Baskin said he feels the ruling is a "bad decision" in terms of its impact to the economy as a whole, but there's one industry that's likely pleased: rail.

"The only thing that this does if it's not overturned is it means a lot more oil is going to go by rail than by pipeline. It's not like they're going to shut down the oilsands because of this decision," he said.

"If one were truly concerned about the long-term possible threats to the environment, shipping a lot more oil by rail doesn't really help."

Unresolved issues

The ruling highlights that the notion of what constitutes adequate consultation of Indigenous communities has been evolving in the courts, said Richard Masson, an executive fellow of the University of Calgary's School of Public Policy and former CEO of the Alberta Petroleum Marketing Commission.

"So it's not a big surprise, because that has been one of the issues that's tripped up projects along the way over the past number of years," he said.

He, too, said the ruling will contribute to a growing sense among world investors that Canada's rules are too inconsistent and unclear to be navigated.

"And so that's going to be very negative for investment for our country, which means fewer jobs and less economic development," he said.

Masson said Canada has a long way to go to resolve outstanding legal issues around Indigenous land rights.

"That sets up a confrontational environment that these companies have to try to navigate as they work to develop these projects," he said.

"So, fundamentally as a country, we need to do a much better job about resolving these issues so everybody is pulling in the same direction as we develop our resources."


U.S. judge orders review of TransCanada's Keystone XL pipeline route

WASHINGTON (Reuters) - A federal judge in Montana has ordered the U.S. State Department to do a full environmental review of a revised route for the Keystone XL oil pipeline, possibly delaying its construction and dealing another setback to TransCanada Corp (TRP.TO).

For more than a decade, environmentalists, tribal groups, and ranchers have fought the $8-billion, 1,180-mile (1,900-km) pipeline that will carry heavy crude to Steele City, Nebraska, from Canada’s oilsands in Alberta.

U.S. District Court Judge Brian Morris ruled late on Wednesday for the Indigenous Environmental Network and other plaintiffs, ordering the review of a revised pipeline route through Nebraska to supplement one the State Department did on the original path in 2014.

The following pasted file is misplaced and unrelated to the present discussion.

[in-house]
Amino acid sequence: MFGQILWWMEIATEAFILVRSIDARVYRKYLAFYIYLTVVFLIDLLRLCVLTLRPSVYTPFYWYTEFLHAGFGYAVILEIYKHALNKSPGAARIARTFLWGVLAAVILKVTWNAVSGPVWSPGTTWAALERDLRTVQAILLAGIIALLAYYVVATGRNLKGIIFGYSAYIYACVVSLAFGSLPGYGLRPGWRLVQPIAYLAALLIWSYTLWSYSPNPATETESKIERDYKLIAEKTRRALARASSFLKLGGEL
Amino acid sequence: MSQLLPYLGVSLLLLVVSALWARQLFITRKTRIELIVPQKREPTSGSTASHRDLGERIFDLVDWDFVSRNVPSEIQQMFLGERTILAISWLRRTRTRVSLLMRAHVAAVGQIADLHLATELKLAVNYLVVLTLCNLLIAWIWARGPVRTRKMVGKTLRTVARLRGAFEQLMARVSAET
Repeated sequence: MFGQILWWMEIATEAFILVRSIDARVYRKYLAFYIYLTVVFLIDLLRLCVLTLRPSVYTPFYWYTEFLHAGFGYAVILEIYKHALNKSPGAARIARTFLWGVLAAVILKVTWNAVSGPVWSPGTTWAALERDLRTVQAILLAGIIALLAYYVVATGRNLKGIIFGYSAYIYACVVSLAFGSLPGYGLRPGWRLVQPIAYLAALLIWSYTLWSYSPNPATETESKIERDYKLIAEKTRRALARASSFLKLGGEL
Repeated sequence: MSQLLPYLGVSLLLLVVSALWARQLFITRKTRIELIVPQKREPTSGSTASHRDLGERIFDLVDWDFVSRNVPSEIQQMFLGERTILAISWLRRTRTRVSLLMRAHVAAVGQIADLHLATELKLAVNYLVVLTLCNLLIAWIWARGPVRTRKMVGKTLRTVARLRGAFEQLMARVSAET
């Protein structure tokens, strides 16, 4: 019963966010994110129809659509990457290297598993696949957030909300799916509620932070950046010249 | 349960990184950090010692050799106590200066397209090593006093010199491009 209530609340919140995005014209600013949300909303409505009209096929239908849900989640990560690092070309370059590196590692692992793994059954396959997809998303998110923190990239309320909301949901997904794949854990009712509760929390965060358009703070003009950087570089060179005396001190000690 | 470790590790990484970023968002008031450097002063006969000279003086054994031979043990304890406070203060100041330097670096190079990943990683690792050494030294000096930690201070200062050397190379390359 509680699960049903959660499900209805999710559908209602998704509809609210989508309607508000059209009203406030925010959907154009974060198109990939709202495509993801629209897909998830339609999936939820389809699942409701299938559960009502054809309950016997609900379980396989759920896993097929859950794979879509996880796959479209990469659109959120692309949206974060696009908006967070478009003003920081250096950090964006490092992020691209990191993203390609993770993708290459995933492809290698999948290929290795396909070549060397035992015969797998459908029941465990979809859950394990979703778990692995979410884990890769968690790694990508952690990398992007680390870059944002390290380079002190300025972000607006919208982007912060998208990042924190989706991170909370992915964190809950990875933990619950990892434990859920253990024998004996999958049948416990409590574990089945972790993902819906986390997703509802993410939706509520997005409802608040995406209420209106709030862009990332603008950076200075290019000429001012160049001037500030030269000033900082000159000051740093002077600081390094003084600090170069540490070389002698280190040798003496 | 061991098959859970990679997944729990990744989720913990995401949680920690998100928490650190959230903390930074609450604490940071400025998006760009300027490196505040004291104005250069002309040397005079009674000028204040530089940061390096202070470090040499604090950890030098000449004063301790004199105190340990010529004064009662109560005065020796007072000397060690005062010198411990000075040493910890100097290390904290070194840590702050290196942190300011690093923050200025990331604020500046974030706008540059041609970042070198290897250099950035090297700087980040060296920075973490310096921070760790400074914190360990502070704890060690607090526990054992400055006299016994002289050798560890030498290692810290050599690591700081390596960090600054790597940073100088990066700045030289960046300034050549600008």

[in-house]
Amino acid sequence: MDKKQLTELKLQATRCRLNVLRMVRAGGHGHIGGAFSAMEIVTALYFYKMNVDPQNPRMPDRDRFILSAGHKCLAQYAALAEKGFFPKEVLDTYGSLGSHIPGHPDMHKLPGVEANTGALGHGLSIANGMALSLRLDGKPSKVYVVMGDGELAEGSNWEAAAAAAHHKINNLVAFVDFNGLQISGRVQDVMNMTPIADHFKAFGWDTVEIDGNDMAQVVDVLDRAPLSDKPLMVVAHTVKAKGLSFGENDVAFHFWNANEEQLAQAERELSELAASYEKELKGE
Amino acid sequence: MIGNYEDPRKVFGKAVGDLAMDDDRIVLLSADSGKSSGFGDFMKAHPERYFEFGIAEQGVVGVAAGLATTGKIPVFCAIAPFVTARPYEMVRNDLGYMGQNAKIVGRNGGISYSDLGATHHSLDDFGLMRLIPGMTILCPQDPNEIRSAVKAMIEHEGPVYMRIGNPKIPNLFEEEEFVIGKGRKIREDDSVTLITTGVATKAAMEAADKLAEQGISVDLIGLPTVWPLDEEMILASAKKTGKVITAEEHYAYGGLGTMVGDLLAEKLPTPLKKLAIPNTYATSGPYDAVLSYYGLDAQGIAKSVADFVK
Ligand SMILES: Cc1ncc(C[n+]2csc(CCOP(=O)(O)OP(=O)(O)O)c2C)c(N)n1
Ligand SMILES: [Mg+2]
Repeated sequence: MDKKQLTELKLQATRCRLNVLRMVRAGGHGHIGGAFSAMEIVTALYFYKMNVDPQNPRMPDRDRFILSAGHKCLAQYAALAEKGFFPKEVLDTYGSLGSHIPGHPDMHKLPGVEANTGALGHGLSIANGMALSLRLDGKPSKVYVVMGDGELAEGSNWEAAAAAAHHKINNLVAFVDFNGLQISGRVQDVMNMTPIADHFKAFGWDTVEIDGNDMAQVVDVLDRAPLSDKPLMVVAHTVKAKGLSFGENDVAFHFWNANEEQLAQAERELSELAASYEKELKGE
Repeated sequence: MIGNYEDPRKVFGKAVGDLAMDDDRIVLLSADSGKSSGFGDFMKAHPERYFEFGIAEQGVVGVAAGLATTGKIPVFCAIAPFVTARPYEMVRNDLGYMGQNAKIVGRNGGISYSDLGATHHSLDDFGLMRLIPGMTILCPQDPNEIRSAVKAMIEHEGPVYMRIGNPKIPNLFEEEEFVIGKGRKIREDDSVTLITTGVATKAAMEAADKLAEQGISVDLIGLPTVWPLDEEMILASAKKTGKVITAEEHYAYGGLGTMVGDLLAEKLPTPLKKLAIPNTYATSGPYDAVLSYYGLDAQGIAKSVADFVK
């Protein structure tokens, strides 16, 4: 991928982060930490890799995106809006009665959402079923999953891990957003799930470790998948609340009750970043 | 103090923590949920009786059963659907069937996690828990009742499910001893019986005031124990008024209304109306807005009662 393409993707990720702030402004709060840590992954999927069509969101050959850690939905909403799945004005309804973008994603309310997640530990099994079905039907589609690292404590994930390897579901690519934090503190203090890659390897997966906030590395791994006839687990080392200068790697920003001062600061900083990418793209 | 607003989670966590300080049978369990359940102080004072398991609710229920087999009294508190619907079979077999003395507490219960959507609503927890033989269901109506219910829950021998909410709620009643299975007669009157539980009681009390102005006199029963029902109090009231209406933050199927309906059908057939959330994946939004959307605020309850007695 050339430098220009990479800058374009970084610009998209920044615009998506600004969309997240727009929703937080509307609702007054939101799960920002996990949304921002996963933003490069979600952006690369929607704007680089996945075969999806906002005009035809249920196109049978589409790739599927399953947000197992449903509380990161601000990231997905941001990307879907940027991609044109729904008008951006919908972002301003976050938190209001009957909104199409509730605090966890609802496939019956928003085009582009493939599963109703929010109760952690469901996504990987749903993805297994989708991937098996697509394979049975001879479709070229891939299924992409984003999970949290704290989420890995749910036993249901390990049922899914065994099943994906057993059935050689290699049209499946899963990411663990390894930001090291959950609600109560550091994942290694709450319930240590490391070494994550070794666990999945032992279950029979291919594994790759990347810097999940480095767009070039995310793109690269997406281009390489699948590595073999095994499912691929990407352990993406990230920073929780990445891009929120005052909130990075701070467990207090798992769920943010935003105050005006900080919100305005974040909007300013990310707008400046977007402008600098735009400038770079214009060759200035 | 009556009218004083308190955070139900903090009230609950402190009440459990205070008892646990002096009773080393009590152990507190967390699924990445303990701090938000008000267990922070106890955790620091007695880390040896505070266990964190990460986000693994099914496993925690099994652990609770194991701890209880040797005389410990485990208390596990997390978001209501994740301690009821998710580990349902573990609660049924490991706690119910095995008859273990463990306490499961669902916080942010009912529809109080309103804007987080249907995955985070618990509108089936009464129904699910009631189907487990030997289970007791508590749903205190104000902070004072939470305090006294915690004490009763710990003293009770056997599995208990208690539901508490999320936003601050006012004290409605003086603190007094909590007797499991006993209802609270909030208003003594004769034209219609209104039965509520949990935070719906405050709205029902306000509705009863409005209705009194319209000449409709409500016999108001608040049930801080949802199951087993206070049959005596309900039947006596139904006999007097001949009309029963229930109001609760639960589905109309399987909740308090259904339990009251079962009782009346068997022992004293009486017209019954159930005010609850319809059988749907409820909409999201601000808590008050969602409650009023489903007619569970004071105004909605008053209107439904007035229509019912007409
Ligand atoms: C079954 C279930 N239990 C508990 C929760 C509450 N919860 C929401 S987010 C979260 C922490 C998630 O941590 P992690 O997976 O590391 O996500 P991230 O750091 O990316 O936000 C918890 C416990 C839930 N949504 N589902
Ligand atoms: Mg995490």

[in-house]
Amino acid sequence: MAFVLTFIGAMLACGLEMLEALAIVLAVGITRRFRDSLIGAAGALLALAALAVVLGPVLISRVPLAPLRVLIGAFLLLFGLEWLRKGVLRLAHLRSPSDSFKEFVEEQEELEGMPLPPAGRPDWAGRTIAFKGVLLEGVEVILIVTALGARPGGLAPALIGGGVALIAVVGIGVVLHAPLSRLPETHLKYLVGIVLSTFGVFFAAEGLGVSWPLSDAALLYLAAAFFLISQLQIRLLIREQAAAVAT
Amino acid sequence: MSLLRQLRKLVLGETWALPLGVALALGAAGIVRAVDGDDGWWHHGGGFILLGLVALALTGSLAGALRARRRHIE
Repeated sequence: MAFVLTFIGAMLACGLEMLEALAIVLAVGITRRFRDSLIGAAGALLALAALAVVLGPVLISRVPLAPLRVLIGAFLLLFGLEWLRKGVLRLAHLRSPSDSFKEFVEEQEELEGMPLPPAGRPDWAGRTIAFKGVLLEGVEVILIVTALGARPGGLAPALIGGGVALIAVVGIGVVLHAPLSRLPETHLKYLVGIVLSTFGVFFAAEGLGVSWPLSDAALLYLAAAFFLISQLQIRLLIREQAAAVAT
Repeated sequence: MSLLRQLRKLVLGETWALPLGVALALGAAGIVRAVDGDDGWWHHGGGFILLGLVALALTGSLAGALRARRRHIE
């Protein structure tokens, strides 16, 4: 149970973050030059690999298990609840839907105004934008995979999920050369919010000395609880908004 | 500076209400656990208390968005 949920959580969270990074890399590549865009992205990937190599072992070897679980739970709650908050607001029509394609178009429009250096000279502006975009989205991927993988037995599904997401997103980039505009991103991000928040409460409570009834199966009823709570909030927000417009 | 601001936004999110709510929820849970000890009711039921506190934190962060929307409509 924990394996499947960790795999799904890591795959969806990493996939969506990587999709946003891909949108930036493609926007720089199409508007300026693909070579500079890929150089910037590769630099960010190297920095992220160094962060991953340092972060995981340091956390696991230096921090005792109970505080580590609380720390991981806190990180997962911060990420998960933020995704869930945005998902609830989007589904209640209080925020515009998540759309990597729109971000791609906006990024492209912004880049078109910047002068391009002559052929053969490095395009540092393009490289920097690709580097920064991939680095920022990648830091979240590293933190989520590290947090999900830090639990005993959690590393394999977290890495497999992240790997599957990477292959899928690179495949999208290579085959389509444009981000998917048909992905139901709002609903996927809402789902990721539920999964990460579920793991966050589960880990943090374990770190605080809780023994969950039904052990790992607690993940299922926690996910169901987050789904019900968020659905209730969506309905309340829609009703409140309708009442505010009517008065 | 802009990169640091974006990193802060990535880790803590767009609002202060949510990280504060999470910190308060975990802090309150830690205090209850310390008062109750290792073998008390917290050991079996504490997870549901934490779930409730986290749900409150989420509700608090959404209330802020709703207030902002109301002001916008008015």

The State Department was obligated to “analyze new information relevant to the environmental impacts of its decision” to issue a permit for the pipeline last year, Morris said in his ruling.

Supporting the project are Canadian oil producers, who face price discounts over transport bottlenecks, and U.S. refineries and pipeline builders.

TransCanada is reviewing the decision, company spokesman Matthew John said. It hopes to start preliminary work in Montana in the coming months and to begin construction in the second quarter of 2019.

The company said this month it expects to make a final investment decision late this year or in early 2019.

The ruling is negative for TransCanada, since it adds uncertainty to timing, said RBC analyst Robert Kwan, and it was important that the pipeline be constructed during the current U.S. presidential cycle.

President Donald Trump is keen to see the building of the pipeline, which was axed by former President Barack Obama in 2015 on environmental concerns relating to emissions that cause climate change.

The White House did not respond to a request for comment. The State Department is reviewing the court’s order, a spokesman said.

The ruling was “a rejection of the Trump administration’s attempt to ... force Keystone XL on the American people,” said Jackie Prange, a lawyer for the Natural Resources Defense Council, an environmental group.

Trump pushed to approve the pipeline soon after he took office, and a State Department official signed a so-called presidential permit in 2017 allowing it to move forward.

However, Morris declined the plaintiff’s request to void that permit, which was based on the 2014 review.

Last year, Nebraska regulators approved an alternative route for the pipeline, which will cost TransCanada millions of dollars more than the original path.

In a draft environmental assessment last month, the State Department said Keystone XL would not harm water supplies or wildlife. That review is less wide-ranging than the full environmental impact statement Morris ordered.

Reporting by Timothy Gardner; additional reporting by Rod Nickel in Winnipeg, Manitoba; Editing by Bernadette Baum and Paul Simao